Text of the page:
Bulletin#06-06-04-027: LBZ, LB7, LLY, Service Engine Soon (SES) Light Illuminated, DTC P0116, P0181 Set with Engine Coolant Heater Usage in Ambient Temps Above -18 Degrees C (0 Degrees F) (Replace Engine Coolant Heater Cord
    This bulletin is an example of a System DTC setting in a strange condition that the engineers may not have thought about. Some of us in the North - actually - most of us in the North country use block heaters. I don't look at the temperature before going to bed to determine whether or not I should plug in the block heater - if it's cold it's cold! GM wrote the diagnostic routine based on the fact that you shouldn't start using the block heater until the temperature goes below 0°F. The solution to these two DTC's setting is to install a block heater that has a built in thermostat. This switches the block heater on only when it falls below 0°F ambient.
    Bulletin #02-06-04-058: 2001-2002: LB7, Service Engine Soon Lamp Illuminated, False DTCs P0181 and/or P0116 (Reprogram ECM)
    Sounds very similar to the above noted Bulletin, except in this case GM opted to rework the diagnostic routines with different software to help prevent the problem with these DTC's setting.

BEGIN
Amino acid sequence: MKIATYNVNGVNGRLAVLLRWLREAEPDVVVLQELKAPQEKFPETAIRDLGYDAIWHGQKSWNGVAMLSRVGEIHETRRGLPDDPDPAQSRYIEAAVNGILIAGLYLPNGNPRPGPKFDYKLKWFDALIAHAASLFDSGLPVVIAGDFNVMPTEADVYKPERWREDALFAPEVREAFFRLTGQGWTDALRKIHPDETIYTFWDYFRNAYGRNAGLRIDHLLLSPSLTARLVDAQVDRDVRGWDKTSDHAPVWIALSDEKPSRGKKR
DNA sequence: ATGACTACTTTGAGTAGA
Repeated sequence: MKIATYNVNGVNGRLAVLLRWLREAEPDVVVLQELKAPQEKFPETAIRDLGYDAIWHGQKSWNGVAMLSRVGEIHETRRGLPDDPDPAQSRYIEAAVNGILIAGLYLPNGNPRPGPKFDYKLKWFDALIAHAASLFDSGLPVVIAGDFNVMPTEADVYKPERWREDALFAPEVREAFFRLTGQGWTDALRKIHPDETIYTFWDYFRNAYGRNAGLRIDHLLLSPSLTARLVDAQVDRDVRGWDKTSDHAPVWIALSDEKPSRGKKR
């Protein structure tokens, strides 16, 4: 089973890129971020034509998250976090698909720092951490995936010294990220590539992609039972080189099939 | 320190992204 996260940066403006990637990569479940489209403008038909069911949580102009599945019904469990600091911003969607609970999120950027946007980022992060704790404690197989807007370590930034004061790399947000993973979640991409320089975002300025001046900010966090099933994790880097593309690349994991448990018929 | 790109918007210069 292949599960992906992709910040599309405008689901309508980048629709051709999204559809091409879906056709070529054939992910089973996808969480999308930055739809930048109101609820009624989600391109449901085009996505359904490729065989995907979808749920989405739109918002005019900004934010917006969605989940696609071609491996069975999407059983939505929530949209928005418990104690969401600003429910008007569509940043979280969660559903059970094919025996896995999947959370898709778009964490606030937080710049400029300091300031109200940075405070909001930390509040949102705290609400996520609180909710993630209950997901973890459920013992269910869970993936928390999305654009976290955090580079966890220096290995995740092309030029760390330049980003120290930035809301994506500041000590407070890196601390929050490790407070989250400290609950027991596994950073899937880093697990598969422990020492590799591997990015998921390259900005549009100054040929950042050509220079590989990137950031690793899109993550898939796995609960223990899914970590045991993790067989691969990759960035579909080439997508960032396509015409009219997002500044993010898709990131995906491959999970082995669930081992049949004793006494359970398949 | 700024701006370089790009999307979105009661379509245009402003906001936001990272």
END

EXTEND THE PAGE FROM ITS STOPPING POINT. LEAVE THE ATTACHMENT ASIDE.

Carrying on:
Bulletin #09-06-04-034: LB7, LLY Malfunction Indicator Lamp (MIL) Illuminated, Fuel Injector Driver Circuit DTCs and Cylinder Bank Shut Down DTCs, Reduced Engine Power (Repair Fuel Injector Control Module (FICM)
    This bulletin refers to wire chaffing at the wire harness near the Fuel Injection Control Module. This can cause assorted injector electrical DTC's. The solution is to remove the wire tie that holds the wire harness to the FICM bracket itself, repair the wires and keep the wires away from that bracket.
    Bulletin #05-06-04-047C: LLY, Service Engine Soon (SES) Light On with Reduction in Engine Power, DTCs P0202 and P2149 or P0207 and P2146 or P1294 Set (Install Revised 90 Degree Injector Connector w/Harness Support Bracket Kit)